Who better to help us facilitate a discussion on culture than Gustavo Grodnitzky, Ph.D., author of the book, Culture Trumps Everything. Gustavo

Dr. Gustavo effectively built the case for social capitalism cultures, which deliver higher levels of performance compared to classic capitalism. The research on this performance improvement is impressive and is sited in numerous studies from groundbreaking research from the book, Firms of Endearment: How World Class Companies Profit from Passion and Purpose to the Dow Jones Index, S&P 500 and more.

Why does social capitalism deliver higher performance?

Social capitalism balances the needs of all stakeholders, including employees, not just shareholders.
Companies that remain in the old model of “bottom line first” will not meet the demands of the employee today. The modern employee wants to be heard, engaged and inspired to build and learn. We are dealing with employees who expect all aspects of the Happiness Paradox to be fulfilled (Pleasure, Engagement, Relationships, Meaning, and Accomplishment).

Can this be proven with data?

For those “data driven” leaders, Dr. Gustavo effectively laid out the profit paradox, which he considers “the money slide” of his presentation, to convince your C-level team that social capitalism is a more profitable strategy. Data over the last 10 years shows that social capitalism has far greater profit margins than classic capitalism. The results are staggering. In January 2014, Social Capitalism companies had a profit percentage of close to 160% compared to the 45% that Classic Capitalism companies had.

Who has successfully demonstrated social capitalism and shown strong profits?

Companies’ small and large as well as inspired leaders are bringing passion and purpose to their cultures. A few examples include Zappos, Gravity, IDEO, Patagonia, TOMS Shoes and Starbucks.

Companies like WD-40, led by Garry Ridge, a purpose driven CEO, have created a highly engaged “tribal culture” of people who have a sense of belonging and commitment that is rare. Our client, Jet Propulsion Laboratories has clear purpose and energizes workers with unprecedented innovation and their “left field” lab embraces experimentation and learning from mistakes.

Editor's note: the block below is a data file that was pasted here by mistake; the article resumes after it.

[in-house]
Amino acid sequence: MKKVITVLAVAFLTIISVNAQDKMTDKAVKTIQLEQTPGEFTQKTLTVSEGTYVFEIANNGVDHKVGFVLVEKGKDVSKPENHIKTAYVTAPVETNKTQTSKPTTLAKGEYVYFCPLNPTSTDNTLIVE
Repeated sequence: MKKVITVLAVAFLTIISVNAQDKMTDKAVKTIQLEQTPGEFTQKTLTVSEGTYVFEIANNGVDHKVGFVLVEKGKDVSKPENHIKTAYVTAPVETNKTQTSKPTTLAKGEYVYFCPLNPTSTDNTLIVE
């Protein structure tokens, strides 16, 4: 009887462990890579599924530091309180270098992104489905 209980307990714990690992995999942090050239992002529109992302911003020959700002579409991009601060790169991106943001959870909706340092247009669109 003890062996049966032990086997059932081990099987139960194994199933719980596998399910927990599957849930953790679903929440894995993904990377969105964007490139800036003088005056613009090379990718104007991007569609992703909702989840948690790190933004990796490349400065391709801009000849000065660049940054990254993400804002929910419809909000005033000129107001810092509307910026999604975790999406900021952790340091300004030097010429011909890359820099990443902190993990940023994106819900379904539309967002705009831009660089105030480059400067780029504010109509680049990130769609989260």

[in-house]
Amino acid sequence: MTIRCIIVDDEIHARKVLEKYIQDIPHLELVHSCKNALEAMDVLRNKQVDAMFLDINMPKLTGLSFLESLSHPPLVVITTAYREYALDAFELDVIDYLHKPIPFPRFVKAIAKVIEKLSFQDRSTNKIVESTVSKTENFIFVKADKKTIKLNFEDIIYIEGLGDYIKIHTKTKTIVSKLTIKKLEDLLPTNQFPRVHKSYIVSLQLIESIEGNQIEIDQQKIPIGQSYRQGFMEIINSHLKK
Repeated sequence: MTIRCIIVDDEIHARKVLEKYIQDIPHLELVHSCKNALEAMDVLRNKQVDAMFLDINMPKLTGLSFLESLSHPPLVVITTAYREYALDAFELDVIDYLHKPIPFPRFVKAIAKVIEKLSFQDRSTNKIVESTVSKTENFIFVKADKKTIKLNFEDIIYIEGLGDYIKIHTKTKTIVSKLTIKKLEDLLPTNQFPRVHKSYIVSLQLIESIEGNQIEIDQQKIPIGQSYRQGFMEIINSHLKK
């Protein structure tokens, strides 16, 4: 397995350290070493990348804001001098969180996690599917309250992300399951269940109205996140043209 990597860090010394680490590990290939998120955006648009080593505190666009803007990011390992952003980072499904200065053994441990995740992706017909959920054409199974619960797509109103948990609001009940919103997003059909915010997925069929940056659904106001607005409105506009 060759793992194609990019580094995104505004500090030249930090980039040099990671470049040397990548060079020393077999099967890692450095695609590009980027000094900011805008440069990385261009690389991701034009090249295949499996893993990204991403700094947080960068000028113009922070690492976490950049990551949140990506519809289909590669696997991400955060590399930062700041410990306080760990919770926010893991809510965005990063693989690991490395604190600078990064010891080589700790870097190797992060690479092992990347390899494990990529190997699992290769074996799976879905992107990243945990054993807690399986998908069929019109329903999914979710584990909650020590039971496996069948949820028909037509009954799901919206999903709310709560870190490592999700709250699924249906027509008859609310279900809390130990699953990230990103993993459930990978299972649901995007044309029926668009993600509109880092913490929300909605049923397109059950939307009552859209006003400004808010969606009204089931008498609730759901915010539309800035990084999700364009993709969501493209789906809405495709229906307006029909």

How do employees adapt to social capitalism?

Culture trumps psychology and biology (because culture trumps everything) – a fascinating concept that is compelling as you reflect on how the shift might be made to a more balanced social context.

Gustavo introduced Epigenetics which literally means "above" or "on top of" genetics. It refers to how these factors affect of the expression of our DNA, turning our genes off or on. Our cells react to our environment, how we live and how we manage stress. We create cultures that support or are toxic to human life. Our primary drive as humans is to connect to and understand others and belong (have a cause). How can you promote this in our work culture?

Gustavo challenged us to move away from individual attributions and begin to think about the impact of context on individuals. Introverts can behave just like extroverts in the right context. Low performers can perform well in the right context. In the same respect, extroverts can behave just like introverts within certain contexts. High performers can tank in certain contexts despite their success elsewhere.

Many people in the room resonated with the Trust model presented. Experience over Risk equals Trust. We were asked to write down the names of three people you trusted and three you didn’t.

Is this trust exercise important?

(The answer is yes.)

Those we trust display Reliability, Openness, Competence, and Concern. Those we don’t trust either all share the same absent behavior or a variety. If they share the same absent behavior, you may have a hot button. A hot button suggests you may over-emphasize a certain attribute when evaluating your trust in others. If you look at the list and don’t find one or all of the four components are particularly valuable to build trust, you may have a blind spot. Blind spots suggest you have under-emphasized a quality essential for trust and this blind spot may create an obstacle when you are trying to have others trust you.